Hate Babies? Why Not Give Birth to an Endangered Species?
Solving the world's population crisis by replacing human infants with aquatic creatures.
How to Turn Skin Cells into a Baby
A Japanese biologist, Katsuhiko Hayashi, has managed to create both sperm and egg cells from stem cells in mice. Not only that, but Hayashi was even able to produce a viable baby mouse using these same stem cells. His research may have far-reaching consequences for human fertility, one of which would be that two men or two women could make a biological baby together.
Interview: Arne Hendriks, Researcher and “Father” of The Incredible Shrinking Man
The next guest in our interview series is Arne Hendriks, Dutch artist, exhibition maker, researcher and historian. He teaches at the Next Nature Lab of the Technical University in Eindhoven, Netherlands.
Hendriks’s activity explores the positive transformative power of creative impulses and the importance of fundamental free scientific research. In his speculative design research, the strange and the familiar continuously swap places to provoke conflicting perspectives.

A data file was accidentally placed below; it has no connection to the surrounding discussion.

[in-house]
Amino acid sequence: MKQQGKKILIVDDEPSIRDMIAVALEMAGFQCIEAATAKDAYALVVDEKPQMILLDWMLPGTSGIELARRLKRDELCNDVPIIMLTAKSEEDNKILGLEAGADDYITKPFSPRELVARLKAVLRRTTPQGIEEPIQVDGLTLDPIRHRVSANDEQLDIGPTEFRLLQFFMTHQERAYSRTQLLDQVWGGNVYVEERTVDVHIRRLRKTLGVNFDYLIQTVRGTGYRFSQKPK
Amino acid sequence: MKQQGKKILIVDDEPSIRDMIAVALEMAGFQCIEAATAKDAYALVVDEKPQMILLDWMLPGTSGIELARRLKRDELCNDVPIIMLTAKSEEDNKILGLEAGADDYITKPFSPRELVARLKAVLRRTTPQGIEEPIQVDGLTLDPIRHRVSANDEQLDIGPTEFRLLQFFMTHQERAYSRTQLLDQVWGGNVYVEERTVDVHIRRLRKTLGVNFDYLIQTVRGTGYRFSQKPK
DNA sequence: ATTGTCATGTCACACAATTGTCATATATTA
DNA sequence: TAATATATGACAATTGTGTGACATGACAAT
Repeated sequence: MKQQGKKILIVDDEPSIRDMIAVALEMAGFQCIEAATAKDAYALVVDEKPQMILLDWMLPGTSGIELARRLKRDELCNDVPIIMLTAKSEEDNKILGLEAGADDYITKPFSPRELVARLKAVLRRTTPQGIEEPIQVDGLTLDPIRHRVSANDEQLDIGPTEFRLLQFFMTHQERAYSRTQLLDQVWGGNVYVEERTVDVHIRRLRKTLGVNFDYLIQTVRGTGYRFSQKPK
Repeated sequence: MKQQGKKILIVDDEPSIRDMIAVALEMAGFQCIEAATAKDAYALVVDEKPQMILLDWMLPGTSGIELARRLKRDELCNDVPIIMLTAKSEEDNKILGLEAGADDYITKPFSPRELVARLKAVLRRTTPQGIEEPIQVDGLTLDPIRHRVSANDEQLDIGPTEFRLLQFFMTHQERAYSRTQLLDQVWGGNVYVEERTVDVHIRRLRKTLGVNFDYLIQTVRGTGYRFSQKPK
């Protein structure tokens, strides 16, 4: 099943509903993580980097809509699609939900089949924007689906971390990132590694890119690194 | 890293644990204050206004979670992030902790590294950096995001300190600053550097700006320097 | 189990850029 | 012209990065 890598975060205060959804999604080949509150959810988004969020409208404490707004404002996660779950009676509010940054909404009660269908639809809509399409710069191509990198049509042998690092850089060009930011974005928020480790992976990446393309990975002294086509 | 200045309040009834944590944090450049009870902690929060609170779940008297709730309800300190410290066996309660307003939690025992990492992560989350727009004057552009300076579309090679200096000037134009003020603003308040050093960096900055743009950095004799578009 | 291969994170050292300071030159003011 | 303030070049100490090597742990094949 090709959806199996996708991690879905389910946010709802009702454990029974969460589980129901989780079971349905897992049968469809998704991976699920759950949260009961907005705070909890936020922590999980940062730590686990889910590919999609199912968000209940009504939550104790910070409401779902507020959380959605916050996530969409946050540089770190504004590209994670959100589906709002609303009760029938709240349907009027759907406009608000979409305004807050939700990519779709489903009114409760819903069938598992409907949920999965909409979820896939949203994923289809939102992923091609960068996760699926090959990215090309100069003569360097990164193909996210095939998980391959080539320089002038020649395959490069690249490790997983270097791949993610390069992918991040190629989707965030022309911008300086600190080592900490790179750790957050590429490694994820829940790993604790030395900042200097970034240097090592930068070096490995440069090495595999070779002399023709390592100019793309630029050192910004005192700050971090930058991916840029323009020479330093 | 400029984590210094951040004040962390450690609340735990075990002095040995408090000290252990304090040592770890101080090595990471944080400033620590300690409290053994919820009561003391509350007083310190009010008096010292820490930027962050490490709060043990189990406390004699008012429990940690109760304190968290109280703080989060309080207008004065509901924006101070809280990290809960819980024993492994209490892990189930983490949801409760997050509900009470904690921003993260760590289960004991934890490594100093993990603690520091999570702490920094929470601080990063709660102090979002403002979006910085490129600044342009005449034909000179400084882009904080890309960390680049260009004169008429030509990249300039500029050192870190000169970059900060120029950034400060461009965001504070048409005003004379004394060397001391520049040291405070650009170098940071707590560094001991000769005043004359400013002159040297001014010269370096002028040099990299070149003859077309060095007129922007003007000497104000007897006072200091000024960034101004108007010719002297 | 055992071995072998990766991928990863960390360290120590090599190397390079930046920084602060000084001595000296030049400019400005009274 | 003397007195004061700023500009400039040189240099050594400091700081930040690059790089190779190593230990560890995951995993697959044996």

His investigation The Incredible Shrinking Man, that proposes to reduce the human species to a height of 50 cm, where individuals would only need about 2% of what is consumed today, is nominated for the Dutch Design Award, in the category Future Concept – competing with the NANO Supermarket, among others.
Waiting for the winners announce, in late October, we talked with Arne Hendriks about the possible benefits of shrinking, technology, trust and a thorny issues for which he asked for our readers advice.
Feeling Sad? Ladies in Korea Go Under the Knife for a Perma-Smile
Surgery for a cute, cheerful duckface – permanently.
Did Monogamy Make Us Human?
Want to justify the amount of time you spend on your online dating profile? It turns out that monogamy (along with language, booze, cooking, and bipedalism) may be one of those unique traits that “made us human”. While primates as a whole are an unusually monogamous for mammals, our closest relatives, the great apes, are all into promiscuous free-love. Though the benefits of the human pair bond are obvious now – it’s helpful for rearing big-brained, energy-intensive offspring – scientists are still split on why human monogamy evolved in the first place.